Issue #6 includes a refreshing section entitled “An Atlas of Poetry,” featuring fifteen poets from around the world whose homelands range from Canada to Nigeria, from Sweden to Brazil, and beyond. Daryl Hine, a well-known Canadian poet and translator is featured in this section with his poem “Point Grey.” U.S. author, May Sarton contributes her poem “After Anger,” and the emotion communicated here is palpable. “All day I have held a letter in my hand, / While anger shook me to shapeless distress.”
The word “atlas” can be applied to more than just one section of this issue. Many of the surrounding pages are also filled with translations of poetry and short stories from across the globe. Carl Sesar translates Komparu Zanchiku’s short play “Yokihi,” based on an ancient Chinese myth, but adapted with Japanese names, about the highest degree of beauty in Japanese culture. Another translation is the short story “Shorty Kim,” written by Song Pyong-Su and translated by Yu E. Sang. This piece looks at a “Yankee” camp in Korea through the eyes of a young Korean boy. Yet another stop on this worldwide adventure is an essay entitled “The Modern Poetry of Japan” by Harold P. Wright. The essay explores how modern Japanese poets explore forms beyond the traditional haiku.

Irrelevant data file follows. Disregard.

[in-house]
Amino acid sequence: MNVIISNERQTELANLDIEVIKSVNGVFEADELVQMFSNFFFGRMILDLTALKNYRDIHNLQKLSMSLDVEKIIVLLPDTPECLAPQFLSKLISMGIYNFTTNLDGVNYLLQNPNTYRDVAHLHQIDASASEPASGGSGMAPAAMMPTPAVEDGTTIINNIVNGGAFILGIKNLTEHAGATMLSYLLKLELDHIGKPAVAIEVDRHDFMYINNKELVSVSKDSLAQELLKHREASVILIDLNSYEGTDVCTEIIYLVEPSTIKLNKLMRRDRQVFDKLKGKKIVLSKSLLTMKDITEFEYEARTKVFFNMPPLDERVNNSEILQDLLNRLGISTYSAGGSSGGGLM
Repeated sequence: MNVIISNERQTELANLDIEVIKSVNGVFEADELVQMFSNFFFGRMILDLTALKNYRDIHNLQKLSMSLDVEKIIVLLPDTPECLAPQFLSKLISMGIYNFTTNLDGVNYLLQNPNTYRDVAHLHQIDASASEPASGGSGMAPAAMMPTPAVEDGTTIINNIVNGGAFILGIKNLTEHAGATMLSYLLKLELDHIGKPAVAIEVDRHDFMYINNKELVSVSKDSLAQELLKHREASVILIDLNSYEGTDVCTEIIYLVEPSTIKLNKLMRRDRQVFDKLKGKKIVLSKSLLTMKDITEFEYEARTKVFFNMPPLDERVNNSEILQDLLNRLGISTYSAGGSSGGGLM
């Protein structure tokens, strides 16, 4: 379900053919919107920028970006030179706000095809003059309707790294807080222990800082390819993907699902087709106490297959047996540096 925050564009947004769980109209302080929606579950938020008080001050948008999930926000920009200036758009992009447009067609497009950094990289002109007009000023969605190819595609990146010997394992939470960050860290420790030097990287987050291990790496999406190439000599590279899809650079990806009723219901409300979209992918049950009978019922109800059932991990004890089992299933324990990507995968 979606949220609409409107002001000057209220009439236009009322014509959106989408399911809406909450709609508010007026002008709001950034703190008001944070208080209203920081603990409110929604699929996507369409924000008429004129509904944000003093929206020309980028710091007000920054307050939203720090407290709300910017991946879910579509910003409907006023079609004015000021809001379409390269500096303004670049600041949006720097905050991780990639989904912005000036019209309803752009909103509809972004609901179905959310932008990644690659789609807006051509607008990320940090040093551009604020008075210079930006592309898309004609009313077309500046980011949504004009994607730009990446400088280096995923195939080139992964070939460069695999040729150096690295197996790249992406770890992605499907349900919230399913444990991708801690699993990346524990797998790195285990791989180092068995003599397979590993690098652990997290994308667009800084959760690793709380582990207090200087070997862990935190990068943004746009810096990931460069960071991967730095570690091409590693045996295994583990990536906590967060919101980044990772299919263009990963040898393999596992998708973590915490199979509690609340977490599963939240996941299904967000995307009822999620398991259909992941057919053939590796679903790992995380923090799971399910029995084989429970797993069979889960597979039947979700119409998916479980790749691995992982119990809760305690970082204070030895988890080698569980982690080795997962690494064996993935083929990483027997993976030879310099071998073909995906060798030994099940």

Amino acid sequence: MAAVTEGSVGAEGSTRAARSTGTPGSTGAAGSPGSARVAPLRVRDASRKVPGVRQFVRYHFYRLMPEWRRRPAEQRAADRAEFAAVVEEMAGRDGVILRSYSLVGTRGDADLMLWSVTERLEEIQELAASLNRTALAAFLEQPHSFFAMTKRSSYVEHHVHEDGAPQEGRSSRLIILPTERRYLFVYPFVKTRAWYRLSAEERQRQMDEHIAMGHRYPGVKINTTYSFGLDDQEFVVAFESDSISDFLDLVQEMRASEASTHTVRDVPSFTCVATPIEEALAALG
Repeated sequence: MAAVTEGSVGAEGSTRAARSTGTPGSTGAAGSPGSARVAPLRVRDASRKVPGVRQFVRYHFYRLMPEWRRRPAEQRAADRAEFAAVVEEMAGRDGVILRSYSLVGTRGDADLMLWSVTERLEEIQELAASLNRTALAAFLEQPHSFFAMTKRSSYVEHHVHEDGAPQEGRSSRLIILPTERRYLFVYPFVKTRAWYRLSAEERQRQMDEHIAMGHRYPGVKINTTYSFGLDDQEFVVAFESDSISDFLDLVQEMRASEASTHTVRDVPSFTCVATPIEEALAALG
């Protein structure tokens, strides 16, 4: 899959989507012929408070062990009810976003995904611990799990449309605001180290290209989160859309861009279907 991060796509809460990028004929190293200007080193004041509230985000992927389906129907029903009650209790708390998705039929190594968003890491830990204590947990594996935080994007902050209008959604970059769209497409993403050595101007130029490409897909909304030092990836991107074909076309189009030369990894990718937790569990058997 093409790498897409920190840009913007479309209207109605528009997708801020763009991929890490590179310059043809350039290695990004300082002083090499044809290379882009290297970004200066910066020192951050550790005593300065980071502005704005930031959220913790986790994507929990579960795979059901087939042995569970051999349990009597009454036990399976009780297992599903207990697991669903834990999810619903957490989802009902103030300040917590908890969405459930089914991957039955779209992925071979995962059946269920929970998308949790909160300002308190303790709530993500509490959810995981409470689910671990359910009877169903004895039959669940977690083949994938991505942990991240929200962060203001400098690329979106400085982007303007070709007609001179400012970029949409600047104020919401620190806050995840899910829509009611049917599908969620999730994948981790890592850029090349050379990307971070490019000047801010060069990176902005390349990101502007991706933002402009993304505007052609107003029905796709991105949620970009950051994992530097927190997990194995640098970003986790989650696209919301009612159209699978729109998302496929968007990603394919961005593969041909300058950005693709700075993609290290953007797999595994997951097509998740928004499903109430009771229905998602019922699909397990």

In the midst of this excellent issue we find “Anne Sexton: Worksheets.” Here, the Pulitzer Prize-winning poet shares ten facsimile earlier versions of her poem “Wallflower,” including the final version as published in her 1962 book All My Pretty Ones. Issue #6 is truly unique in the diversity of works included among its pages.